CLINTON A. KING, M.D.; F. JACOB HUFF, M.D.; JOSEPH L. JORIZZO, M.D.
The neurophysiologic basis of pruritus has not been fully established. It is known to be mediated by cutaneous receptors and peripheral nerve fibers similar to those mediating pain (1). Clinical and experimental observations (2, 3) have led to a hypothesis that the central projections from spinal cord to cerebral cortex are similar for pain and pruritus. Spinal tracts mediating pain perception terminate primarily in the thalamus, from which fibers traverse the posterior limb of the internal capsule and end in the parietal cortex (4).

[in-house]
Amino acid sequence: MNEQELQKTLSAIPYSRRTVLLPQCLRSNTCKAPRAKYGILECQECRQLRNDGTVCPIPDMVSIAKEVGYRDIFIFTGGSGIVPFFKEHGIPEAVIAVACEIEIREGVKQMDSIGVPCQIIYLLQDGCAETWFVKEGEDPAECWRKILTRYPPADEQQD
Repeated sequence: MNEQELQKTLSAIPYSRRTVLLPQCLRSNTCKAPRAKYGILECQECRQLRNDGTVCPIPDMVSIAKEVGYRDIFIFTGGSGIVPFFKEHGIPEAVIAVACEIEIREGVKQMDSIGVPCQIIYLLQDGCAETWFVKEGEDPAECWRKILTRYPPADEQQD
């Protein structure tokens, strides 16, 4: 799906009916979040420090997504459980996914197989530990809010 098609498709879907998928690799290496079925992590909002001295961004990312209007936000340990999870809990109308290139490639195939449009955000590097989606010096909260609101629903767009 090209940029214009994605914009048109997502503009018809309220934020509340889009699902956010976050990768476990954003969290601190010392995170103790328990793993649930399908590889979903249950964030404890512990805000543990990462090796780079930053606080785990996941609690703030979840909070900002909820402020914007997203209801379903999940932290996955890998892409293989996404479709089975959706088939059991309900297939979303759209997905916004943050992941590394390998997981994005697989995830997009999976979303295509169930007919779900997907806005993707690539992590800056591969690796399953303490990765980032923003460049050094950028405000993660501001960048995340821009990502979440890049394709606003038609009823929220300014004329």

Although pruritus has been associated with spinal cord lesions (5), to our knowledge there are no
CLINTON A. KING, F. JACOB HUFF, JOSEPH L. JORIZZO. Unilateral Neurogenic Pruritus: Paroxysmal Itching Associated with Central Nervous System Lesions. Ann Intern Med. 1982;97:222–223. doi: 10.7326/0003-4819-97-2-222
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Published: Ann Intern Med. 1982;97(2):222-223.
Neurology, Pulmonary/Critical Care, Sleep Disorders.
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